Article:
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Official Website of the
Catholic Diocese of Little Rock
Published: April 15, 2019
Bishop Anthony B. Taylor preached the following homily at the Cathedral of St. Andrew in Little Rock on Monday, April 15, 2019.
One of the first things we try to do when putting together a parish council constitution is try to come up with a mission statement. A lot of companies in the business world do this as well. The idea is to give us a clear idea of our values, our goals and the approach we will take to achieve those goals.
There is always a danger that in our busyness we will get distracted by lesser things and forget our more important objectives.
In the Gospel you just heard, Jesus takes the mission statement of the prophet Isaiah in our first reading and makes it his own. Why has Jesus come? What has the Spirit anointed Jesus to do? He has come 1.) to bring glad tidings to the poor, 2.) to proclaim liberty to captives, 3.) recovery of sight to the blind, 4.) to let the oppressed go free, and 5.) to proclaim a year acceptable to the Lord.
The sacraments in which these oils will be used are all moments of personal encounter with the Lord, not only for our own personal benefit and consolation, but also for the purpose of mission, of being sent forth.
At this Chrism Mass we remember that this is what the Spirit has especially anointed us priests to do by virtue of our ordination.
1.) How are we priests to bring glad tidings to the poor? Pope Francis speaks a lot about our obligation to deliver well prepared homilies that give people hope. A preferential concern for the poor among us and a warm welcome to all. Charitable projects to provide material and spiritual help to the needy. Removing barriers that deprive people of easy access to us.
2.) How are we priests to proclaim liberty to captives and let the oppressed go free? Prison ministry for sure. Also working to free those who are enslaved to addictions of any sort. Last month we had continuing education on the topic of pornography. And of course, the oppressive circumstances that have forced so many to come to us as refugees and our obligation to advocate for their rights and provide them a warm welcome.
3.) How are we priests to bring sight to the blind? We live in a nation that is stumbling in many kinds of darkness: alternate truths that are really lies, immorality of every sort, abortion. We proclaim a Gospel of life and advocate for the protection of life from the first moment of conception to natural death and every stage in between. The light is stronger than the darkness and we have a truth to proclaim that our society desperately needs to hear.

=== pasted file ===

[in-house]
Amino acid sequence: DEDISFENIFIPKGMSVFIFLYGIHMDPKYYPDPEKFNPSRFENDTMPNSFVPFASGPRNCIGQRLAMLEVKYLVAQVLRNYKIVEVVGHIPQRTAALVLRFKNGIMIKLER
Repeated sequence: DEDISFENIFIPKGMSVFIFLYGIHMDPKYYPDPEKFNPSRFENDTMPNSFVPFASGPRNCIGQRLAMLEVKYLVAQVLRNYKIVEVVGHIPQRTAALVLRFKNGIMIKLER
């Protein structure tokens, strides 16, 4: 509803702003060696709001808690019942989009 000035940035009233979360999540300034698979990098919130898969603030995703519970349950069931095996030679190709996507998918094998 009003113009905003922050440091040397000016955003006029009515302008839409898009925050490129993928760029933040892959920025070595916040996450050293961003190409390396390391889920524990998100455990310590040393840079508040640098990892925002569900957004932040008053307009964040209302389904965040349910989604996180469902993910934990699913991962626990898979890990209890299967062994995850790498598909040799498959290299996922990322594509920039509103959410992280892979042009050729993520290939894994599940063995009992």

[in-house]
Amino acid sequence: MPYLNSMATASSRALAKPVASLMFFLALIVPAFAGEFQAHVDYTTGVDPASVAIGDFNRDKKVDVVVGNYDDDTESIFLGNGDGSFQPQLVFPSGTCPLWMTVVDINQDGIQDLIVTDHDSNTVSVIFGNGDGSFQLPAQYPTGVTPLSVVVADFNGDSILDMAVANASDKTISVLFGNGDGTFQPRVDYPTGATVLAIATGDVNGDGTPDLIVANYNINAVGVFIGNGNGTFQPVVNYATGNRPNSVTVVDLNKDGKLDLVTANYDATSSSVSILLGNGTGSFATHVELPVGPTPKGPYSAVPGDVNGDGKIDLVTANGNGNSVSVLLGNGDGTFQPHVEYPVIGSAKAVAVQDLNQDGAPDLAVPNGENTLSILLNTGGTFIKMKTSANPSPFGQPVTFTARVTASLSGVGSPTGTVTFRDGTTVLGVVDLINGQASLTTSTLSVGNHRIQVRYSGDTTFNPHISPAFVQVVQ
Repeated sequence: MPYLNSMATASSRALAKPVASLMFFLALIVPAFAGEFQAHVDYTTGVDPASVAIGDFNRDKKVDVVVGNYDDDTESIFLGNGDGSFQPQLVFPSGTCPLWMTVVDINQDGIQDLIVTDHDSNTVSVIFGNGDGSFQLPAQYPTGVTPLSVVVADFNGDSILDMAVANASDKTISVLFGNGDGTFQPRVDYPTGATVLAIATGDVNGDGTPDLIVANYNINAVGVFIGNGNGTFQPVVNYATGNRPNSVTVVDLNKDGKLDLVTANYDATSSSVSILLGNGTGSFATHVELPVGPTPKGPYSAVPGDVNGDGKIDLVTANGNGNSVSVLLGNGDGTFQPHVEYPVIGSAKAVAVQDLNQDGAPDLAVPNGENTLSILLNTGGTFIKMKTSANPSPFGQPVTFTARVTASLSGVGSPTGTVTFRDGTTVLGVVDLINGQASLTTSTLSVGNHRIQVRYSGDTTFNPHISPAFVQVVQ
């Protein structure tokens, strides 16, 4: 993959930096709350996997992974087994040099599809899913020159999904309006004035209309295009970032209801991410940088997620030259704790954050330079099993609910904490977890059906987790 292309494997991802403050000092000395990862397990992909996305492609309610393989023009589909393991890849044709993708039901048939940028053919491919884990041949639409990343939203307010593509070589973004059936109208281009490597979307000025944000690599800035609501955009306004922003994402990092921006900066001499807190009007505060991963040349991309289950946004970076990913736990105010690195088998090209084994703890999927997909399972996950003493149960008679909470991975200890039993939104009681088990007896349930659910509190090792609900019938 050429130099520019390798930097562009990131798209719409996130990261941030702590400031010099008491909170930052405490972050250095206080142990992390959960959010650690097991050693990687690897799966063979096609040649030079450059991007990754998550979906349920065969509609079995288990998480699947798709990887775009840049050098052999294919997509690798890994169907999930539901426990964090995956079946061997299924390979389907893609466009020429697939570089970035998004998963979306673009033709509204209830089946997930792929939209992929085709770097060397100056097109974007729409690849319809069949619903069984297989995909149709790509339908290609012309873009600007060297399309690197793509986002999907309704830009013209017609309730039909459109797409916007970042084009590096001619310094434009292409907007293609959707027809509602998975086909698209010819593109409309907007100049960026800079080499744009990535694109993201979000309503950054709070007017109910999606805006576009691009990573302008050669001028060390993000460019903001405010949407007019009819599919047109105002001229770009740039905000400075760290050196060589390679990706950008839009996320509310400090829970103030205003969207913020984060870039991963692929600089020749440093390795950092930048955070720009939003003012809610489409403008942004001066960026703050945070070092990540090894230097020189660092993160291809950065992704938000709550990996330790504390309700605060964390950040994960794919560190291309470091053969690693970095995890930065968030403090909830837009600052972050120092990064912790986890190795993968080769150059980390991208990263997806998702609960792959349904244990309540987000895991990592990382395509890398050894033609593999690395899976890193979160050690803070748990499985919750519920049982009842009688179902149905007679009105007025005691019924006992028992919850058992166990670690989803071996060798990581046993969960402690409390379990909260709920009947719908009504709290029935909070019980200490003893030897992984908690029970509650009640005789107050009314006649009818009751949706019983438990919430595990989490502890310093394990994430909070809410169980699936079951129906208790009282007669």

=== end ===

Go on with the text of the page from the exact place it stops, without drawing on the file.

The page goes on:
4.) Let us therefore make this coming year a year truly acceptable to the Lord, a year in which we — who are to be an alter Christus, another Christ — truly and courageously make Jesus’ mission statement our own. And that applies to all of us, not just those of us who are priests.
In this Mass I will consecrate the chrism, which is used in the ordination of priests as well as for the sacrament of confirmation. I will bless the oil of catechumens and the oil for the anointing of the sick. These oils are blessed and consecrated at this one Mass as a sign of our unity as one Church and will be taken from here to all the parishes in our state and used throughout the coming year for the administration of the sacraments in which we all share.
The sacraments in which these oils will be used are all moments of personal encounter with the Lord, not only for our own personal benefit and consolation, but also for the purpose of mission, of being sent forth — empowered in the sacrament of confirmation, healed through the anointing of the sick and ordained to serve in holy orders.
It is for this reason that this Chrism Mass focuses both on 1.) the work of God — to set us free from the power of sin and death, through Jesus’ own death and resurrection, into which we are initiated in the sacrament of baptism, and 2.) the consequent work of believers — empowered and enlightened by the Holy Spirit in the sacrament of confirmation to bring that salvation to others, and all the more so for us priests who have been consecrated to the Lord through ordination, hence the renewal of our promises today.
And then from this Mass, having made Jesus’ mission statement our own, we will be sent forth to “bring glad tidings to the poor…proclaim liberty to captives and recovery of sight to the blind, to let the oppressed go free, and to proclaim a year acceptable to the Lord!”